These two attacks took place nearly three years and more than 5,000 miles apart. Yet they represent a common feature of political violence in the 21st century: not only did the perpetrators attack the faithful in their houses of worship, they were also acting in the name of global, virulent ideologies that both, paradoxically, emerged in response to globalization.
The first young man appears to have been inspired to violence by white nationalism, the second by ISIS. They took it upon themselves to murder in the name of a greater cause, aiming to use symbolic violence to generate mass media attention that could inspire sympathizers and intimidate targeted groups. Such acts have a long history, and the best way to combat them is to deprive these terrorists of the attention they crave and use the very same media channels they aim to manipulate to fight back.
These sorts of terrorist attacks fall under the umbrella of “propaganda of the deed,” a category that dates to the anarchist violence of the late 19th and early 20th centuries. While such attacks may not be coordinated, they intend to use mass media to propagate their ideas, inspire other similar actions and provoke fear among their perceived enemies. As such, it is no surprise that this sort of violence first arose in tandem with the emergence of mass media, particularly the mass circulation of newspapers in the 1880s.
Between 1894 and 1901 during this “first wave” of modern global terrorism, anarchists assassinated five heads of state: President Marie Francois Sadi Carnot of France, Empress Elisabeth of Austria, Prime Minister Antonio Canovas del Castillo of Spain, King Humbert of Italy and President William McKinley. The assailant who targeted McKinley, Leon Czolgosz, was not part of any organization; he acted alone. But that was the power of propaganda of the deed: a single person could kill a head of state, and the newspapers would amplify the act, bearing witness to the state’s frailty.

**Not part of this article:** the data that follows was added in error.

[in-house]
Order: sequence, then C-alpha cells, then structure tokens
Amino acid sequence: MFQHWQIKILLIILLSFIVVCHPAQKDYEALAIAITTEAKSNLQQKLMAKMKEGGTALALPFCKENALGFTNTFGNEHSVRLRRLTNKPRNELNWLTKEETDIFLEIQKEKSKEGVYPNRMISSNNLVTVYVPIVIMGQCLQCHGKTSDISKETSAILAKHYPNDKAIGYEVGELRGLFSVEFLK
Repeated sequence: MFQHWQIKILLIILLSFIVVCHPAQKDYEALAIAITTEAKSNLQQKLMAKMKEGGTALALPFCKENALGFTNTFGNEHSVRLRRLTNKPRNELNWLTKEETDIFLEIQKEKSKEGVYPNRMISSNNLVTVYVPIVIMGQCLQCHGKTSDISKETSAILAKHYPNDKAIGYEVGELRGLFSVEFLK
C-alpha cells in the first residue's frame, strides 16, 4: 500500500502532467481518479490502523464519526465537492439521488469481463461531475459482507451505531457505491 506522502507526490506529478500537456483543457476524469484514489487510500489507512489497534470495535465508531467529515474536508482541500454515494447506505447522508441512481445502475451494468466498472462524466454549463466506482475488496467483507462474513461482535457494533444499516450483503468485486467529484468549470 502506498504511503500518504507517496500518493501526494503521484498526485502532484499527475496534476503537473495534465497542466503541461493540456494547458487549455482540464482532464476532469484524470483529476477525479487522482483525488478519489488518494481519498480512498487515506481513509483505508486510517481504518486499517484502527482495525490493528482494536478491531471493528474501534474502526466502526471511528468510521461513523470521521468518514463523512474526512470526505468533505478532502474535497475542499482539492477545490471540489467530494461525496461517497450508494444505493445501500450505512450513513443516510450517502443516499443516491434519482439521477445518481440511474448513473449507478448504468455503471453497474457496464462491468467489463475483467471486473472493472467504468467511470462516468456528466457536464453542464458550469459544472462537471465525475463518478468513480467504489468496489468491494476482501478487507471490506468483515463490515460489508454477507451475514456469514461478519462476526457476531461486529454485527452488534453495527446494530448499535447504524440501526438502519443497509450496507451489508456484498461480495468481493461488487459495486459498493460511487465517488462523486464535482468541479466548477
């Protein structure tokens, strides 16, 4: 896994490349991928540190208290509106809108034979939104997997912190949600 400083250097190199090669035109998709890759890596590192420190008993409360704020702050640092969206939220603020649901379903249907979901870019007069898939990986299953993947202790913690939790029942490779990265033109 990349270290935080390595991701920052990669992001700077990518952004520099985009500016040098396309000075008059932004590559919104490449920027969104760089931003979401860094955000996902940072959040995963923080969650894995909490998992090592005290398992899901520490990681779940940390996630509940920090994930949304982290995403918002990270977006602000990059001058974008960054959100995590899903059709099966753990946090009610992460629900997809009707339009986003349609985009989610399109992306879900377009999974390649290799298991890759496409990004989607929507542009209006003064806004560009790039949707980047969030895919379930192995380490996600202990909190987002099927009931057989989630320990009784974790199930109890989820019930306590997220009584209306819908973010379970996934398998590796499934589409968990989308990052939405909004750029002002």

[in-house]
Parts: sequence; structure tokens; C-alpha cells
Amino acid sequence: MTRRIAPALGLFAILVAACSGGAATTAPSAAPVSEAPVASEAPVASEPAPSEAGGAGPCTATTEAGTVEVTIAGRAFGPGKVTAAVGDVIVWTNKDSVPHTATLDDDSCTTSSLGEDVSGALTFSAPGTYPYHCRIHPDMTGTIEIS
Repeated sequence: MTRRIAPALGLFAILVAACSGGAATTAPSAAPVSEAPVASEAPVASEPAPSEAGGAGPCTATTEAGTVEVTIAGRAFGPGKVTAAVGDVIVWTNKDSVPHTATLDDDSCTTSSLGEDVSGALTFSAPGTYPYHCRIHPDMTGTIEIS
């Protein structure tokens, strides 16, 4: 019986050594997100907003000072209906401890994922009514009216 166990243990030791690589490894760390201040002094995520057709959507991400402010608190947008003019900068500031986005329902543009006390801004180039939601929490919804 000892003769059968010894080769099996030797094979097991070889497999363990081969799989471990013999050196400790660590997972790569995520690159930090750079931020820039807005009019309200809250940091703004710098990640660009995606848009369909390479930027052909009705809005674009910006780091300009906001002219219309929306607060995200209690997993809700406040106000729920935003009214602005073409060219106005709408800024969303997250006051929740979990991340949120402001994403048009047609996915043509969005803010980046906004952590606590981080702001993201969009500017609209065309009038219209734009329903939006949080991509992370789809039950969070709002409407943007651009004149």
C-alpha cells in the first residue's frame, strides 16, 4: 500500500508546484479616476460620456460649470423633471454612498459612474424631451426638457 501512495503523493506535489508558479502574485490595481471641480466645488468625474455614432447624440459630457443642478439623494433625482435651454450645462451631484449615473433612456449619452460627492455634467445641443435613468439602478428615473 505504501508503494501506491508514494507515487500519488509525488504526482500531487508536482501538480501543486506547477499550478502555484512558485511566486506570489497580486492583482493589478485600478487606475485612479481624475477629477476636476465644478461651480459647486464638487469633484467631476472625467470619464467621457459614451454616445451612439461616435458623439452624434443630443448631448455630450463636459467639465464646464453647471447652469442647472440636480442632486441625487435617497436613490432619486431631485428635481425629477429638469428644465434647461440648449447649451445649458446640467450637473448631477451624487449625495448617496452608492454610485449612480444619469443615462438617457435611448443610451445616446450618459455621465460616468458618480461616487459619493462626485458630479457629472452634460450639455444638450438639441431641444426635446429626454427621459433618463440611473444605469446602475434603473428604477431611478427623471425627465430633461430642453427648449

The anarchist violence at the turn of the 20th century, inspired by an idea, ignored national boundaries. But after World War II, the confluence of nationalism, de-colonization and Cold War proxy conflicts led to propaganda of the deed that was based within one nation or launched by members of a single ethnic group. Groups such as the Basque ETA in Spain, the Tamil Tigers in Sri Lanka or the Kurdistan Workers’ Party in Turkey all sought a future nation of their own within an existing state. And Marxist groups like the Italian Red Army or Peru’s Shining Path, used propaganda of the deed to influence newspaper, radio and TV within their own countries or sought to get international media to pay attention to their national cause.
This terrorism aimed to create spectacles for the TV-era. The journalist Murray Sayle describes his experience on the tarmac of a desert airstrip outside Amman, Jordan in September 1970, waiting for what he describes as “the world’s first made-for-television news story.” The Palestine Liberation Organization had hijacked four airplanes, not to kill the hostages, but to parade them in front of television cameras, first for Arab media, then for English media, while the group read their manifesto. Once the hostages were removed, the four planes were detonated. According to Sayle “What stuck in the world’s collective memory was not words of the hijackers, but the images of commandeering the planes and destroying them.”
Two years later the Palestinian Black September group kidnapped and killed 11 Israeli athletes at the Munich Olympics, hoping to capitalize upon the Games being broadcast live for the first time around the world.
Groups like al-Qaeda and ISIS emerged after the Cold War in response to increased globalization and the rise of American power, when the United States was the sole superpower that could shape events in the Middle East and other Muslim nations. They unleashed a religious wave of terrorism that marked a return to an era of global organizing but added to it a set of religious ends quite different from the secular anarchists of an earlier age.